Munis weaker as investors digest larger supply, economic data, Fitch downgrade

Bonds

Municipals were weaker Wednesday as investors digested another larger new-issue slate, August redemption dollars, better-than expected economic data and the Fitch downgrade to the United States’ rating. U.S. Treasury yields rose slightly out long and equities sold off.

The weakness in munis and UST resulted partly from the ADP Employment Report that showed 324,000 jobs were added in July, well above the 175,000 forecast. That coupled with the Fitch downgrade to the United States’ credit rating to AA-plus from AAA sparked a selloff in equities.

Triple-A yields rose by four to seven basis points across the curve while U.S. Treasuries were better on the short end but saw losses out long.

Despite the cuts to muni scales, Kara South, a municipal bond portfolio manager at GW&K Investment Management, said overall munis are holding up well and being supported by a favorable technical environment.

The lack of supply has been one factor that’s been in place all year, she noted. Through the end of July, issuance is down 16% year-over-year.

That is being coupled with a strong reinvestment period in the muni market in terms of coupons and redemptions, she said.

This week’s issuance was large, but it is “bifurcated,” with heavy supply from several Texas school districts, with some of those deals pricing at wider spreads.

There have also been larger New York issuers in the market this week, including the $1.65 billion DASNY deal. These issues, she said, are seeing good demand.

Technicals are “very good,” said Jim Noble, a municipal portfolio manager at Principal Asset Management.

This summer has seen negative supply, and this will continue into August. Bond Buyer 30-day visible supply is $7.26 billion. The 30-day net supply sits at negative $4.69 billion, according to Bloomberg.

Noble said the supply-demand imbalance should reverse in September.

Fund flows have disappointed, he said, noting “they’re not where they should be.”

The Investment Company Institute reported investors added $427 million to municipal bond mutual funds in the week ending July 26, after $453 million of inflows the previous week. Exchange-traded funds saw inflows of $406 million after $1.125 billion of inflows the week prior.

“There’s a lot of money on the sidelines, but that’s all asset classes in fixed-income, not just [munis],” he said.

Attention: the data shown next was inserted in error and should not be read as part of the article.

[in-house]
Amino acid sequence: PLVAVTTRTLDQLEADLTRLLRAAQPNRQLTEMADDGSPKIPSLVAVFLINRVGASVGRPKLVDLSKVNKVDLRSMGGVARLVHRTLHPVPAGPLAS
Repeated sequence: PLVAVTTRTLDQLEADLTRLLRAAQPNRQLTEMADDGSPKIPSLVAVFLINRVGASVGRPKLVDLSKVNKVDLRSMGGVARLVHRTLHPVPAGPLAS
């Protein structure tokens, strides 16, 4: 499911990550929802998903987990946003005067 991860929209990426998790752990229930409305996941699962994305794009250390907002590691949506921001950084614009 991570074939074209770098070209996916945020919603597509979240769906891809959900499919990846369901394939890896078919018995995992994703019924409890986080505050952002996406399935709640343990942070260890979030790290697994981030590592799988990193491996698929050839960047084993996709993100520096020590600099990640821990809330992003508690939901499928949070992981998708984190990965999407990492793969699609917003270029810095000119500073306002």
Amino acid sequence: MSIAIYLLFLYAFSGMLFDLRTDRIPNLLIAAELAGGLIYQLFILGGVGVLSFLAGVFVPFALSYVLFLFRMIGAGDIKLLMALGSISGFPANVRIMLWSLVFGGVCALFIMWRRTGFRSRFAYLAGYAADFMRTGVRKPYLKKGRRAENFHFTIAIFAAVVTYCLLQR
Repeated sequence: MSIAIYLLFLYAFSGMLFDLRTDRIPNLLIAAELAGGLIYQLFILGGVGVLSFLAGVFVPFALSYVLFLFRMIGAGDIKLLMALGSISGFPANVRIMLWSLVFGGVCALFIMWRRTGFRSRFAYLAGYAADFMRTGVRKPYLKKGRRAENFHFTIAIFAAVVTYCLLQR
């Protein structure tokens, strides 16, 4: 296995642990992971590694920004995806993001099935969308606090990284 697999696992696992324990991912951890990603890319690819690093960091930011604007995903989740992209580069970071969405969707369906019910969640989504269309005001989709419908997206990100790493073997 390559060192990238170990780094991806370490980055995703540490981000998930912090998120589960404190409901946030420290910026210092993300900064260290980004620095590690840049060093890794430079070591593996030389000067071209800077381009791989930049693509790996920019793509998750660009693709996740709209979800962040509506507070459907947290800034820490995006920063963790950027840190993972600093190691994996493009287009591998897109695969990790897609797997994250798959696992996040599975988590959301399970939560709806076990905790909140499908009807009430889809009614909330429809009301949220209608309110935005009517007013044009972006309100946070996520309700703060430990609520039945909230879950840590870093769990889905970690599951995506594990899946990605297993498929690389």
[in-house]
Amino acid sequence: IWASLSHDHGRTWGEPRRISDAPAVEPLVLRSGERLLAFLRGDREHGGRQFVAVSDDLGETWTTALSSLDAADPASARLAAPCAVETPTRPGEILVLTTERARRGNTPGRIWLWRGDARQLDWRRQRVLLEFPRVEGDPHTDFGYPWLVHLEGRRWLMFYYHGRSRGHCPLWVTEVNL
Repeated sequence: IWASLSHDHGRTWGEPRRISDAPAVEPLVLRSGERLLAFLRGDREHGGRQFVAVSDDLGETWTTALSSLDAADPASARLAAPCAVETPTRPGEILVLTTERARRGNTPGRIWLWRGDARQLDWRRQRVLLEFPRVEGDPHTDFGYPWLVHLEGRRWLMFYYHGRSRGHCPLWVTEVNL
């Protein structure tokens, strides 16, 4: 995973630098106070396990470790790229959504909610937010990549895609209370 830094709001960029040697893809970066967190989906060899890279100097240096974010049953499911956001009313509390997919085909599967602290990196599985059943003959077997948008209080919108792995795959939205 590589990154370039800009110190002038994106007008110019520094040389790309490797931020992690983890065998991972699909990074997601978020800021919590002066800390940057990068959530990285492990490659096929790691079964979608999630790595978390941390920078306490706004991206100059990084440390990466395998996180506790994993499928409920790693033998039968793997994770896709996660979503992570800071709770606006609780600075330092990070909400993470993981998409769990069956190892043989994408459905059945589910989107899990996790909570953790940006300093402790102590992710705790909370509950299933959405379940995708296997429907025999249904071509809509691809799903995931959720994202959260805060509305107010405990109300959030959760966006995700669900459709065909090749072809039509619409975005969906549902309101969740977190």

For the first time in a long time, he said investors are getting attractive yields by being conservative, without having to delve into lower-rated or riskier assets.

“So why take the risk if you’re not going to get paid for it,” he said.

Just as the Fitch downgrade brought up the large federal debt load, analysts note the robust balance sheets of U.S. states.

Fundamentals are solid, “supported by the double-digit revenue growth that we saw over the last couple of years and has given states the ability to build up rainy day reserves,” South said.

States have done a good job budgeting for a potential slowdown, and then “if there are to be any shortfalls, they have these rainy day funds that can fill in any holes if they pop up,” she said.

Noble concurred, saying fundamentals are “fantastic,” with upgrades outstripping downgrades.

Muni-UST ratios are on the richer side, South noted.

The two-year muni-to-Treasury ratio Wednesday was at 63%, the three-year at 64%, the five-year at 65%, the 10-year at 65% and the 30-year at 87%, according to Refinitiv MMD’s 3 p.m. read. ICE Data Services had the two-year at 63%, the three-year at 64%, the five-year at 64%, the 10-year at 66% and the 30-year at 89% at 4 p.m.

She said much of that has been driven by the technical environment within the muni market this year.

“The lack of supply within the market and stabilization of demand support the richer muni-UST ratios,” she said.

For the remainder of the year, munis will be rangebound, similar to where the asset class is now, Noble said.

Furthermore, he expects to see issuance tick up a little.

South said the muni market is in a “good spot as we go into the third quarter.”

Yields are a “little off of their highs of the year but still attractive, especially in a tax equivalent basis,” she said.

“Our overall view for the muni market is supportive and in a favorable outlook,” she said.

In the primary market Wednesday, J.P. Morgan preliminarily priced for institutions $1.654 billion of tax-exempt state sales tax revenue bonds, Series 2023A, from the Dormitory Authority of the State of New York (Aa1/AA+//), with yields cut up to nine basis points.

The first tranche, $1.339 million of Series 2023A-1, saw 5s of 3/2027 at 2.85% (unch), 5s of 2028 at 2.86% (+2), 5s of 2033 at 2.99% (+9), 5s of 2038 at 3.53% (+9), 4s of 2043 at 4.14% (+9), 4s of 2049 at 4.25% (+5) and 5s of 2053 at 4.07% (+8), callable 3/15/2033.